Copenhagen: The capital and most populated city of Denmark, Copenhagen is the hub for politics, business, design, and research sectors in Denmark — perfect for field studies that take you out of the classroom to meet local experts. The city is at the forefront of the New Nordic wave currently reinventing the aesthetics of urban design, architecture, and food. Dive into canals from the harbor baths, and commute to class on the 390 km of bike lanes! Denmark has often rated the happiest nation in the world according to the UN’s World Happiness Report. Explore the Danish concept of hygge— sharing cozy moments with new friends.
Stockholm: DIS is located in one of Stockholm’s most beautiful neighborhoods in a new award-winning building. It is housed under the same roof as the Royal College of Music, giving you ample opportunities to network with other students in the building’s cafés and common spaces or out and about in the city. Stockholm is the hub for politics, industry, fashion, and research sectors in Sweden. You have the chance to dive into these while on field studies that take you out of the classroom and into the city.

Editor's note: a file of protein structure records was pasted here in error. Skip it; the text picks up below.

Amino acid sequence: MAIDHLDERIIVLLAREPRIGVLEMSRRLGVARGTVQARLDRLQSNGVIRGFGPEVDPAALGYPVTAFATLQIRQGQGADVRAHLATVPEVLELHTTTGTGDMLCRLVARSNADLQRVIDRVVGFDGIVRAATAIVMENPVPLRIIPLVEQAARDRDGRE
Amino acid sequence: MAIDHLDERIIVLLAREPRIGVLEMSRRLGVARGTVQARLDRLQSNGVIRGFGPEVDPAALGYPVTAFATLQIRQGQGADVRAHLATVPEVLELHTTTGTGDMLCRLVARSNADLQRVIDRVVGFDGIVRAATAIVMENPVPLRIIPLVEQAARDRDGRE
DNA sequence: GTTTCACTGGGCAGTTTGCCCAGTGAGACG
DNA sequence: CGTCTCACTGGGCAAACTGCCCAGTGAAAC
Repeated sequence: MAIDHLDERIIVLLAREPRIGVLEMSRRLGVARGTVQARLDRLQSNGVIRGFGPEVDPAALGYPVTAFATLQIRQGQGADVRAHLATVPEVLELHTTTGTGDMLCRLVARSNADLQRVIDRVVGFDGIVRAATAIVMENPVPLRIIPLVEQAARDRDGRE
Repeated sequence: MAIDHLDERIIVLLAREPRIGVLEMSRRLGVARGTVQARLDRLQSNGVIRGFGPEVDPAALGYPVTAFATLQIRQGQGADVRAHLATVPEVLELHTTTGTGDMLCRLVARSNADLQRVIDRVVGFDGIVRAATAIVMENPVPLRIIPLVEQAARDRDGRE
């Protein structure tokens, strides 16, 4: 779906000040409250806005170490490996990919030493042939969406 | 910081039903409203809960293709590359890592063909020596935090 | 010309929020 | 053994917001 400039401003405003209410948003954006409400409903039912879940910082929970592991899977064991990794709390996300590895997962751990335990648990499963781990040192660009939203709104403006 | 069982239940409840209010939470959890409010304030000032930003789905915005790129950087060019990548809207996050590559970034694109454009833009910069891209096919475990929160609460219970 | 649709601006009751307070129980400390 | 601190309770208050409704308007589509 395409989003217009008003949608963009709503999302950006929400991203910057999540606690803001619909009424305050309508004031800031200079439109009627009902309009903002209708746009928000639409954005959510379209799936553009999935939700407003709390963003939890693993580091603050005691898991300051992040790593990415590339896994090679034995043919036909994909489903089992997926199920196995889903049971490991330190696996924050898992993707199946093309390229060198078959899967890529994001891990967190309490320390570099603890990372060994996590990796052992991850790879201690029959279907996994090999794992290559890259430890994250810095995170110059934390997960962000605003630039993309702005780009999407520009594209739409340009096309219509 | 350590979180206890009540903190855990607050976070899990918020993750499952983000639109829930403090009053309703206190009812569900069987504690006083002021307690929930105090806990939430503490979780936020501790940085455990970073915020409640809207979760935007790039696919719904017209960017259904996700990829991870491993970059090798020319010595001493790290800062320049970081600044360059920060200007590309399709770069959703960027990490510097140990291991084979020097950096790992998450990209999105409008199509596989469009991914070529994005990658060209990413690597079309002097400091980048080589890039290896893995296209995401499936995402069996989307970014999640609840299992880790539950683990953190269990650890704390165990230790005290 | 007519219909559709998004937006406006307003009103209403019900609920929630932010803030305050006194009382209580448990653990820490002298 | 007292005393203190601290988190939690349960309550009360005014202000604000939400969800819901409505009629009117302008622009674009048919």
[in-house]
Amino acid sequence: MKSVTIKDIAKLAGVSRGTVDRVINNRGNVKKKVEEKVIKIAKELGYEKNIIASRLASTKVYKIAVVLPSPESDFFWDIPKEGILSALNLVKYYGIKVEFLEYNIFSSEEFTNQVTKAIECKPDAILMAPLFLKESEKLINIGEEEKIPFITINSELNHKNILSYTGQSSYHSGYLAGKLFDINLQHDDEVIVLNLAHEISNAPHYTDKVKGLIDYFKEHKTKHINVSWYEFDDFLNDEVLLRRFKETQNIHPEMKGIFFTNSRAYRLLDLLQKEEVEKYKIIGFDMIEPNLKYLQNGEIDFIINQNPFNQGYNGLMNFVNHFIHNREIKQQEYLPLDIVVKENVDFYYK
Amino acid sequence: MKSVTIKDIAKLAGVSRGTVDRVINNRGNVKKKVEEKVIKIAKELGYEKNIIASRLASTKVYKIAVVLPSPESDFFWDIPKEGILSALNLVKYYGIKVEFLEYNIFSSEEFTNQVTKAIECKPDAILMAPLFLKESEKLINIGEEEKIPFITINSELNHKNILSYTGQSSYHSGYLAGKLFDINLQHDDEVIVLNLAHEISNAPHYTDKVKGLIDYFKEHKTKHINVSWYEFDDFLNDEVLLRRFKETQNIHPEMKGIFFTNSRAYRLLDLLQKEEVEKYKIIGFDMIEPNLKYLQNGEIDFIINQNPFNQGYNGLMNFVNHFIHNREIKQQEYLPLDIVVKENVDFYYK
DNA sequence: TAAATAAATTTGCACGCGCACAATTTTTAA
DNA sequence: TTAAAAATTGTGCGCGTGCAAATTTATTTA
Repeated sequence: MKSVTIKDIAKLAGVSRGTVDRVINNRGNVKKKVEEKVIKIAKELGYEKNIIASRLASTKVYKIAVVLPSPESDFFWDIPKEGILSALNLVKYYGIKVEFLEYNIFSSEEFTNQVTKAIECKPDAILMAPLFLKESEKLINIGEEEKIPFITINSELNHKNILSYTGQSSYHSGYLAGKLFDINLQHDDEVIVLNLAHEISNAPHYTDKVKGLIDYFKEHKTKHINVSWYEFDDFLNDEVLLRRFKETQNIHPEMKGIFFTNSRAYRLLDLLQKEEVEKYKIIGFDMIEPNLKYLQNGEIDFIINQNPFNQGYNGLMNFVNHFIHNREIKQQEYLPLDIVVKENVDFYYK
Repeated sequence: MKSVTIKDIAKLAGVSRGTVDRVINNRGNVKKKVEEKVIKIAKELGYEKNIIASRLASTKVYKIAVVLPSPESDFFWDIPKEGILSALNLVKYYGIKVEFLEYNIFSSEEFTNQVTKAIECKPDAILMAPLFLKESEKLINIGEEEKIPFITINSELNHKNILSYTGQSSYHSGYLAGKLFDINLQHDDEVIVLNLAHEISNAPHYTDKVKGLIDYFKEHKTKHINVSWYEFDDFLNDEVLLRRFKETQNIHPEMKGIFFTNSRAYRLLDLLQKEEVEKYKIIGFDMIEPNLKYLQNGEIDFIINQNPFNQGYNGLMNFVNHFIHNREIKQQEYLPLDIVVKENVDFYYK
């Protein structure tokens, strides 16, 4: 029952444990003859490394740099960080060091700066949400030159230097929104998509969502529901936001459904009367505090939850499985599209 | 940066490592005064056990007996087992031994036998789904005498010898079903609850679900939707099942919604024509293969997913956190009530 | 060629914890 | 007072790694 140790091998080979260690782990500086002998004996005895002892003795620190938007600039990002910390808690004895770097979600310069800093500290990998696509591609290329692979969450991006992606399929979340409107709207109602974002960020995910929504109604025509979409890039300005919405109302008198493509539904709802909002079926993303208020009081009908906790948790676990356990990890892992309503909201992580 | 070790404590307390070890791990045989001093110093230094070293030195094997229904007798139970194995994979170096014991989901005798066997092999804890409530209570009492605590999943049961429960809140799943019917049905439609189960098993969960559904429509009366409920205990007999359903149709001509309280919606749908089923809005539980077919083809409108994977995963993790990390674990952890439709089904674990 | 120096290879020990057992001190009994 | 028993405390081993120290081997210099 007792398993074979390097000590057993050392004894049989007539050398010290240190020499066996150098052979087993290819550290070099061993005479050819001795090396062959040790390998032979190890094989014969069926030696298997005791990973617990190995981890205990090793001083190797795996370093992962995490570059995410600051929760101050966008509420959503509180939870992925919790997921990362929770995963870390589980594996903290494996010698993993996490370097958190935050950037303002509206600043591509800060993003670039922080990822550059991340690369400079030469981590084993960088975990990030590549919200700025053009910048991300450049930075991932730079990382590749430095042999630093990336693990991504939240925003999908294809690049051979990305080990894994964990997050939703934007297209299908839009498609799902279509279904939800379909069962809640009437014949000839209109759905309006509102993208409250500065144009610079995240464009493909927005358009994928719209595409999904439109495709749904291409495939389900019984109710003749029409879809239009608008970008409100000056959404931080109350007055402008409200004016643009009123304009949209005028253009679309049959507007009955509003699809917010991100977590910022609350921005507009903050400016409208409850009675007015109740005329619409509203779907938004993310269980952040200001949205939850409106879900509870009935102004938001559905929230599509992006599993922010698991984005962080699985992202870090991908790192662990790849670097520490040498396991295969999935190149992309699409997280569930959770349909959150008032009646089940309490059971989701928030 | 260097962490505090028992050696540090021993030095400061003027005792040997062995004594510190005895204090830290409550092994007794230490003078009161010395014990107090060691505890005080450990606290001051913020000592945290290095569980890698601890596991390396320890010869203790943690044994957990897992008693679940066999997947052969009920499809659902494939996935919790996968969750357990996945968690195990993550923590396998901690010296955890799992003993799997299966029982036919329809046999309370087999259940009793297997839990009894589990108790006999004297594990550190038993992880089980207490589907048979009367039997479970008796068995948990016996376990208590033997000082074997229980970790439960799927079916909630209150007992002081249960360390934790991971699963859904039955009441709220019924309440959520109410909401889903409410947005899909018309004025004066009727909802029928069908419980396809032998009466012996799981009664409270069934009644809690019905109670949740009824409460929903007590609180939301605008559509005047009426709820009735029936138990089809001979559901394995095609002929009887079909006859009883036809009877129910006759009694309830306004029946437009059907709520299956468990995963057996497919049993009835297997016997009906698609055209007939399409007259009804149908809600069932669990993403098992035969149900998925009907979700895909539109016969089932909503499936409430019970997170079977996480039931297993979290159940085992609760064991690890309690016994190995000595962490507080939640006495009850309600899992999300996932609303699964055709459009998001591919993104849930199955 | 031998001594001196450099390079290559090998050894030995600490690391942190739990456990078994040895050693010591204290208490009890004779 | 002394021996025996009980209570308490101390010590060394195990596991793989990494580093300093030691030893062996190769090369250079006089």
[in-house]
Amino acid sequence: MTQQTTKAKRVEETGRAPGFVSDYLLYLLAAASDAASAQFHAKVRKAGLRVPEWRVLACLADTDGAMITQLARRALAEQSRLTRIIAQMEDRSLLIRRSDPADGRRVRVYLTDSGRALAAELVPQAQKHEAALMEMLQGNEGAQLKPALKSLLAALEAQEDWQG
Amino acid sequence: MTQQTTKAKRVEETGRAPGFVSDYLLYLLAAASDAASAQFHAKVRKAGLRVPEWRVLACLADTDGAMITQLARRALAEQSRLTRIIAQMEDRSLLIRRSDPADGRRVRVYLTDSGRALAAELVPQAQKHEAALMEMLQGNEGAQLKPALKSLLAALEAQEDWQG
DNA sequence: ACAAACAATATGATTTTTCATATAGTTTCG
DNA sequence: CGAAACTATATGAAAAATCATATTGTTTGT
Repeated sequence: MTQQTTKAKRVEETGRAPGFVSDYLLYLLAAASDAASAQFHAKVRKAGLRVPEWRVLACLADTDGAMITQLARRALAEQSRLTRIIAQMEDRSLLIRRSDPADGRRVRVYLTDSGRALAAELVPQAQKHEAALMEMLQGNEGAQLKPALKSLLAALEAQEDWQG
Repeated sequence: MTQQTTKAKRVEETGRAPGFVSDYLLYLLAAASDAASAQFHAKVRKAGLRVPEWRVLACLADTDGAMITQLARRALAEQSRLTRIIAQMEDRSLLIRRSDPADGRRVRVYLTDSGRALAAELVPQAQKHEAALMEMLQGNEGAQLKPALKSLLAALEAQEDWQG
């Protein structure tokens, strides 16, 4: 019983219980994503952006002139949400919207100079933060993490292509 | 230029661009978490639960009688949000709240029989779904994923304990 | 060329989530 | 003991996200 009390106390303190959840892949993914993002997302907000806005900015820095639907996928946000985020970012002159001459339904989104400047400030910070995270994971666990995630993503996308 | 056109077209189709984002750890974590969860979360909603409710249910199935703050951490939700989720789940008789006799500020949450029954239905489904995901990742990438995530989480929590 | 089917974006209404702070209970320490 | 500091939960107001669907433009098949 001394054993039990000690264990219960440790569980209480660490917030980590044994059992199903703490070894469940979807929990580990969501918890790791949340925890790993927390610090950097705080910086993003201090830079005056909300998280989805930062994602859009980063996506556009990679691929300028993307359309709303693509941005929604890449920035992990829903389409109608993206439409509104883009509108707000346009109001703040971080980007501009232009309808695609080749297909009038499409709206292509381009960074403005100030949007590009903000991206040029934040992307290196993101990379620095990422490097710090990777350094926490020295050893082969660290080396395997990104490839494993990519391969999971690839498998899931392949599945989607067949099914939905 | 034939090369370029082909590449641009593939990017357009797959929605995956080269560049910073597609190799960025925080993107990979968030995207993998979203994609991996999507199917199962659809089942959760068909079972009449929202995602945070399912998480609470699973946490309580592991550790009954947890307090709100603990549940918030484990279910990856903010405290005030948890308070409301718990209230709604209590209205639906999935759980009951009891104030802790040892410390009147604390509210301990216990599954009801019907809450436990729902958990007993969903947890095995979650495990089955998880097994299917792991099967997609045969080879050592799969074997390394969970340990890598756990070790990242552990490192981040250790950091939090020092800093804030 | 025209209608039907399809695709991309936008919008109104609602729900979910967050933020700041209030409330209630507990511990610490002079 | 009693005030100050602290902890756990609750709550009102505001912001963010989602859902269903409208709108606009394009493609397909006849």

With 14 islands to discover, each day brings a new adventure. Explore the bustling metropolis of central Stockholm. Study with an ocean view. Wind your way down the narrow streets of Gamla Stan. Meet friends for an afternoon fika at a café in edgy Södermalm. Spend a summer evening with friends, grab a blanket, and hold a barbecue! Walk up to viewpoints such as Monteliusvägen to enjoy an incredible outlook over the spires of Gamla Stan. There are so many possibilities for you to make your experience your own.
PROGRAM + APPLICATION
The Architecture and Design in Copenhagen program gives Architecture, Communications Design, Fine Arts, Industrial Design, and Interior Design undergraduate and graduate students the opportunity to earn seven credits studying cutting-edge Scandinavian design. The program lasts four weeks, running through the month of July. The curriculum combines interdisciplinary studio work with an investigation and analysis of contemporary society, politics, and environment. Teachers include masters in the fields of architecture, furniture design, graphic design, interior architecture, and urban design. Students also travel to Sweden, Finland, Norway, and western Denmark for field trips.
Summer Program Session 3: July 2 to July 29
Sun. July 3 Latest departure from US
Mon. July 4 Arrival day